3. Never cross your arms during a negotiation. It closes you off to the other individual. If the person you are negotiating with has their arms crossed, it is not a good sign for you. Offer them something to hold, like a printout or coffee, it opens them up. If you must, cross your arms with your fingers showing. This is perceived as more of a resting, or coaches, position.

4. Keep a steady tone to express confidence. Variations in voice inflection may indicate that a person is straying from the truth. When analyzing witness testimony, Hargrave’s research has shown the pitch in a person’s voice is often higher when telling a lie.

5. Body language can be positive as well. Palms facing upward indicate acceptance. If you use your hands while you speak, make note of the directions your palms are facing. You want the other person to feel you are welcoming their participation in the conversation. When the hands are in the “steeple” position, a person is indicating that they are positive and confident about what is being said. Careful though, if the steeple position follows several negative cues, the person may be confident in their rejection of your offer.

BONUS TIP: Women really can knock a guy’s socks off. According to Hargrave, when a man adjusts his socks in front of a woman, he is interested in her. A useful tip for those single IROs out there, I suppose.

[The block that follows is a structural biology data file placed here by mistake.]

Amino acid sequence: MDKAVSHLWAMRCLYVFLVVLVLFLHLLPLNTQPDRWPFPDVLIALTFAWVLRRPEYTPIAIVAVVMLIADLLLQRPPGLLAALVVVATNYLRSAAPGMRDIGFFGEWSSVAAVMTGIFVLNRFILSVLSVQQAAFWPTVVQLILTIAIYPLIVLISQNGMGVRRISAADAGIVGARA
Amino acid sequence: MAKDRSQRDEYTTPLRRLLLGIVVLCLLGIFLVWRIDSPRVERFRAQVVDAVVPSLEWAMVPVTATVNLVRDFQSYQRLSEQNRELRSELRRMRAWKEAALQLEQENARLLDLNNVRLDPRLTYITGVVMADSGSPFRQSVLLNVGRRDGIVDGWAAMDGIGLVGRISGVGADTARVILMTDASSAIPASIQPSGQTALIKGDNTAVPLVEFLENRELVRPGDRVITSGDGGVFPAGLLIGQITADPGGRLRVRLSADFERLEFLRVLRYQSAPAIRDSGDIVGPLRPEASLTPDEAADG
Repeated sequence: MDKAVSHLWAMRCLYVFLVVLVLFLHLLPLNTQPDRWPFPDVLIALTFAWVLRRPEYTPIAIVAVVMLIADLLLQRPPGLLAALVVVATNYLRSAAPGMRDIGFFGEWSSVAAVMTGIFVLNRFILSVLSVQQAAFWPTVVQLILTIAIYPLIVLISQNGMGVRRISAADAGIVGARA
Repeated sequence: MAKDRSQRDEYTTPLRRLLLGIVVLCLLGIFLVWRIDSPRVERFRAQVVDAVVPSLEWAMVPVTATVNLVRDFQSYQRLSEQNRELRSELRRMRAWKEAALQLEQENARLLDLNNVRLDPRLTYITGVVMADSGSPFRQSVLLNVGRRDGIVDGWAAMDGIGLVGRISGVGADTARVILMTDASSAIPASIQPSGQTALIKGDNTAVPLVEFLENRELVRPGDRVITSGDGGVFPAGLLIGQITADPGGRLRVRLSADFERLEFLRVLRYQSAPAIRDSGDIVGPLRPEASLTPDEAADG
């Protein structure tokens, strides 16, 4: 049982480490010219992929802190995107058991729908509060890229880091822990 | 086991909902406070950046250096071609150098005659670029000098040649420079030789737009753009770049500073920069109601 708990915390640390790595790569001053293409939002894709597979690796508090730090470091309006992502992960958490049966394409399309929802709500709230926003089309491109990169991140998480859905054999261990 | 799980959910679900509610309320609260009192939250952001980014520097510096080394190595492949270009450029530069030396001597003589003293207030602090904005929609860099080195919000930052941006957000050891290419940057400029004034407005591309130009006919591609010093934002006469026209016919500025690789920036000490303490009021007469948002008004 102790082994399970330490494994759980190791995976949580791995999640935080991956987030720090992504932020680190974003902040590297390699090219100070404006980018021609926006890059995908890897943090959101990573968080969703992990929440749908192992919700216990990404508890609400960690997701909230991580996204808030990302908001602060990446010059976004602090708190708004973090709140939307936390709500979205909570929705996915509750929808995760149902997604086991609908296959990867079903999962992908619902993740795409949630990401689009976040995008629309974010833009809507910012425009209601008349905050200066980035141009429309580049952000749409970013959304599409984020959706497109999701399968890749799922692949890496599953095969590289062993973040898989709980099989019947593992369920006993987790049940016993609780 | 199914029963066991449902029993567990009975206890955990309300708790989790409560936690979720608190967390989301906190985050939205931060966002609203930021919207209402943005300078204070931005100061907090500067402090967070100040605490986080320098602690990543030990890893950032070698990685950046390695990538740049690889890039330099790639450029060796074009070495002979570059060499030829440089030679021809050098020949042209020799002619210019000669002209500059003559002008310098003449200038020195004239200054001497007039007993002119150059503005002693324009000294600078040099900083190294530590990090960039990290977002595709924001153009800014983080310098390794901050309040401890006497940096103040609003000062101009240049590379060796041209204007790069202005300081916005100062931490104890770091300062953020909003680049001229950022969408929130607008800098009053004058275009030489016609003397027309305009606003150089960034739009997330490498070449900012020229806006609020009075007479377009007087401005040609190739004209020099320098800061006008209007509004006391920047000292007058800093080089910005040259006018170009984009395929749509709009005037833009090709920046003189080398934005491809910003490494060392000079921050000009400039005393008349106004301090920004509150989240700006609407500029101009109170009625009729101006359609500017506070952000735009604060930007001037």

In investor relations, anyone who represents the company should be a seasoned presenter. But in addition to what you say, it’s also critical to be aware of what your body is saying, too.

Dennis Walsh is Senior Consultant & Director of Social Media at Sharon Merrill. He counsels clients on a broad array of investor relations and corporate communications issues such as market research, competitive intelligence, earnings announcements, investor targeting, roadshow planning and social media.

Subscribe to our weekly email: Investor Relations Around the Web

Investor Presentation, Interviews, Investor Day, Investor Meetings, Presentation Training, NIRI, Media Relations, Shareholder Communications, Roadshow Planning, Investor Relations

Subscribe to The Podium!

Connect with your Investors

Establish a sincere connection with investors to communicate key messages during your Investor Day. Download our free e-book on effective presentation habits, and learn to deliver ideas with confidence and clarity.

Delivering Effective Presentations

When it's time for a change